I hate generic stuff, moments that show something basic: the kid loves his mom! The cop works at a precinct! The couple is fighting! Any hack could write that, and it’s the screenplay’s job to show off what’s special about your writing style. You want to sell people on the idea of you.
Here’s a very generic scene:
INT. KITCHEN – NIGHT
A HUSBAND and WIFE are fighting.
HUSBAND: You’re driving me crazy!
WIFE: You’re driving me crazy!
HUSBAND: You’re crazy!
WIFE: You’re crazy!
Okay, I get it. Their marriage sucks, but I don’t know anything about the characters. It’s just a bland fight. When I read scenes like this, I’m reminded of something an improv teacher once taught me: scenes should speak to a specific complaint.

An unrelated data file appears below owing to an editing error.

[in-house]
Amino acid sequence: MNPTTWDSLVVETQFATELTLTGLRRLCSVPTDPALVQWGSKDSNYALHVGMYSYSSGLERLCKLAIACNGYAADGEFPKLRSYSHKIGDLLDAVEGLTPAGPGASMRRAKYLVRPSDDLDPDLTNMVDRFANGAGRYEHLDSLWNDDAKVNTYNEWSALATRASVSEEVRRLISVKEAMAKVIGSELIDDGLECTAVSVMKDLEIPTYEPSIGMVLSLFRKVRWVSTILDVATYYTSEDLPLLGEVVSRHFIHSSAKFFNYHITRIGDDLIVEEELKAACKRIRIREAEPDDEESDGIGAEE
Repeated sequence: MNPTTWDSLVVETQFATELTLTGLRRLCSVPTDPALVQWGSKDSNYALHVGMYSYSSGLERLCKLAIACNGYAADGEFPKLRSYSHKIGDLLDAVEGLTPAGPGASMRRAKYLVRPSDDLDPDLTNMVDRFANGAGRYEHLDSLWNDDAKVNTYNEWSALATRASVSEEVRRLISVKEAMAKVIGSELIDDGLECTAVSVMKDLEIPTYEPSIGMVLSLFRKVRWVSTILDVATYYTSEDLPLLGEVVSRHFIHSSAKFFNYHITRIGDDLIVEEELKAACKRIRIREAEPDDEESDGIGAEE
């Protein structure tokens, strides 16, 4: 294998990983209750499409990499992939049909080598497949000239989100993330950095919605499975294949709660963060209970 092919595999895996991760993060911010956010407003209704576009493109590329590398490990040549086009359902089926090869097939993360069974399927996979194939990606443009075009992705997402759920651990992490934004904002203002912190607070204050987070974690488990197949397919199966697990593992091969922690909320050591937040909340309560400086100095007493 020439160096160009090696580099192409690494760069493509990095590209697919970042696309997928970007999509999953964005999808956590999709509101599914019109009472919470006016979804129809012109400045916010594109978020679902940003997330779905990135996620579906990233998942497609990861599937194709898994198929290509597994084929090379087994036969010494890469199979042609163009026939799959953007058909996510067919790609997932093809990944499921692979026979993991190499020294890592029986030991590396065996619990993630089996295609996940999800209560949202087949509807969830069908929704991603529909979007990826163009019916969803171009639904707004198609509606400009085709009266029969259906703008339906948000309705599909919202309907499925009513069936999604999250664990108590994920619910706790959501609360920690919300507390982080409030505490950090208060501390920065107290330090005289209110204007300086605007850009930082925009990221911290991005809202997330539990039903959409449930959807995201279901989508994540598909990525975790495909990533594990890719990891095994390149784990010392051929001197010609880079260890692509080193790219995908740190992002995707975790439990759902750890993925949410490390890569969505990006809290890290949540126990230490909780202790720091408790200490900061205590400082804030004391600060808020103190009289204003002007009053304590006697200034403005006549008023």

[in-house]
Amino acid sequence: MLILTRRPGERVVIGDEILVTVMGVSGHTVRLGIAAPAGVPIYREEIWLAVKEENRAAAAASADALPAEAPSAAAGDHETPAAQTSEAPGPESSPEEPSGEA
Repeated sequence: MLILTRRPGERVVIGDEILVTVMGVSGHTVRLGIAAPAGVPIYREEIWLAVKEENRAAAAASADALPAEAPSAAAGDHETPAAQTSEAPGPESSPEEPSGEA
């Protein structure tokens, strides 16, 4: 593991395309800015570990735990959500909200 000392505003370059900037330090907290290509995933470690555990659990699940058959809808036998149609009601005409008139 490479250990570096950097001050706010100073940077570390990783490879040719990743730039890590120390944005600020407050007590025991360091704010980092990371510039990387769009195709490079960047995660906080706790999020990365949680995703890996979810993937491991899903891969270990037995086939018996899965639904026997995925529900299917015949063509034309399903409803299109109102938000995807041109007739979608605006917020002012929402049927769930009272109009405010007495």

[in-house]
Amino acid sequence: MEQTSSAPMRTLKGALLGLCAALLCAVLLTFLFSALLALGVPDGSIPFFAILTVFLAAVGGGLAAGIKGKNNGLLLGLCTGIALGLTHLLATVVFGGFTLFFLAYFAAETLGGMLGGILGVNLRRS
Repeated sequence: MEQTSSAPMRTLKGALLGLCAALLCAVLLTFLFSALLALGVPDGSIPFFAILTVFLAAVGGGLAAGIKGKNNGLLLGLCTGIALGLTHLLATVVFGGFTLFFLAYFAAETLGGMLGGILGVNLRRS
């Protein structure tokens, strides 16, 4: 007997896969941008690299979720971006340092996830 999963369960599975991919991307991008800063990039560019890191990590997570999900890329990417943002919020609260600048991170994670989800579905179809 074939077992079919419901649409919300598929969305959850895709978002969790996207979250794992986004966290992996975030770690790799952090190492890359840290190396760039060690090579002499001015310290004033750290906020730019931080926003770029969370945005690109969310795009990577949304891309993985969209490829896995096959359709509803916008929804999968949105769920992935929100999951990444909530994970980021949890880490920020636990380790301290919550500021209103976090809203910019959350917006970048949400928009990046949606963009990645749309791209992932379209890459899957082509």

That’s a fancy way of saying that dialogue should specifically highlight WHY things are happening. If someone says “I love you,” do they say it everyday or does they want something today? If a husband and wife are fighting, who’s fault is it?
The characters become more clear if a scene becomes more specific:
HUSBAND: You’ve been snapping at me all day, and I’m sick of it!
WIFE: Get a fucking job! I’m sick of carrying you. I should have married John.
HUSBAND: Fuck John. Let him deal with your shit. I’m sick of you hitting on any guy with a six pack!
WIFE: You’re one to talk! You’d fuck mud if you thought it would wiggle!
This is a little on the nose, but at least we know a little more about the two lovebirds. If we wanted to further refine it, we’d have to think about what we’re trying to say about these people and the best way to manifest that broader truth in a few specific lines.
By making dialogue more specific, you get to show off your chops and you make your characters more distinct.